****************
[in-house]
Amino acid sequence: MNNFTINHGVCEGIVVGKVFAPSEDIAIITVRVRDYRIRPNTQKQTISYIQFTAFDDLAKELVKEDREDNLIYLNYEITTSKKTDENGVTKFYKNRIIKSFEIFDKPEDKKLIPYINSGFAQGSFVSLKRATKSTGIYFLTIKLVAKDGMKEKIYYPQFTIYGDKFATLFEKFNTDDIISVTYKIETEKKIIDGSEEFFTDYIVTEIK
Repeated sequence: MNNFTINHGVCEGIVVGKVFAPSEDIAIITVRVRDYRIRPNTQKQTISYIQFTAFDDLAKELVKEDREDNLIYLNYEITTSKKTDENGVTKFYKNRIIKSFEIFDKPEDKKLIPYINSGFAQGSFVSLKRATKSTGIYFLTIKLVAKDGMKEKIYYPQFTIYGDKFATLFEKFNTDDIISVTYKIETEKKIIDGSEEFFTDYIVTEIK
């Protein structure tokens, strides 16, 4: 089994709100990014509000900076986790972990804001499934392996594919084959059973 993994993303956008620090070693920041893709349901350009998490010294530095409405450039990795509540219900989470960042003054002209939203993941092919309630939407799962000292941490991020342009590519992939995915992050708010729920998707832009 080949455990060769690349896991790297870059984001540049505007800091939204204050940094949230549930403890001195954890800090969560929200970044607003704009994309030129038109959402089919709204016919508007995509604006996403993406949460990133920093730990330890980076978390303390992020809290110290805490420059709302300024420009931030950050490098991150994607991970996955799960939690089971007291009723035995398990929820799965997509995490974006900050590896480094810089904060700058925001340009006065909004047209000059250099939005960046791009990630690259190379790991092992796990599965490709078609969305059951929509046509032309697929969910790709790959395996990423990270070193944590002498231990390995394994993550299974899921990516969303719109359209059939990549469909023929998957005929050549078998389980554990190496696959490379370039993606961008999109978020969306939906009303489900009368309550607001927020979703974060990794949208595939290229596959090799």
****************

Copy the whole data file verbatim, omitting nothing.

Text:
[in-house]
Amino acid sequence: MNNFTINHGVCEGIVVGKVFAPSEDIAIITVRVRDYRIRPNTQKQTISYIQFTAFDDLAKELVKEDREDNLIYLNYEITTSKKTDENGVTKFYKNRIIKSFEIFDKPEDKKLIPYINSGFAQGSFVSLKRATKSTGIYFLTIKLVAKDGMKEKIYYPQFTIYGDKFATLFEKFNTDDIISVTYKIETEKKIIDGSEEFFTDYIVTEIK
Repeated sequence: MNNFTINHGVCEGIVVGKVFAPSEDIAIITVRVRDYRIRPNTQKQTISYIQFTAFDDLAKELVKEDREDNLIYLNYEITTSKKTDENGVTKFYKNRIIKSFEIFDKPEDKKLIPYINSGFAQGSFVSLKRATKSTGIYFLTIKLVAKDGMKEKIYYPQFTIYGDKFATLFEKFNTDDIISVTYKIETEKKIIDGSEEFFTDYIVTEIK
């Protein structure tokens, strides 16, 4: 089994709100990014509000900076986790972990804001499934392996594919084959059973 993994993303956008620090070693920041893709349901350009998490010294530095409405450039990795509540219900989470960042003054002209939203993941092919309630939407799962000292941490991020342009590519992939995915992050708010729920998707832009 080949455990060769690349896991790297870059984001540049505007800091939204204050940094949230549930403890001195954890800090969560929200970044607003704009994309030129038109959402089919709204016919508007995509604006996403993406949460990133920093730990330890980076978390303390992020809290110290805490420059709302300024420009931030950050490098991150994607991970996955799960939690089971007291009723035995398990929820799965997509995490974006900050590896480094810089904060700058925001340009006065909004047209000059250099939005960046791009990630690259190379790991092992796990599965490709078609969305059951929509046509032309697929969910790709790959395996990423990270070193944590002498231990390995394994993550299974899921990516969303719109359209059939990549469909023929998957005929050549078998389980554990190496696959490379370039993606961008999109978020969306939906009303489900009368309550607001927020979703974060990794949208595939290229596959090799």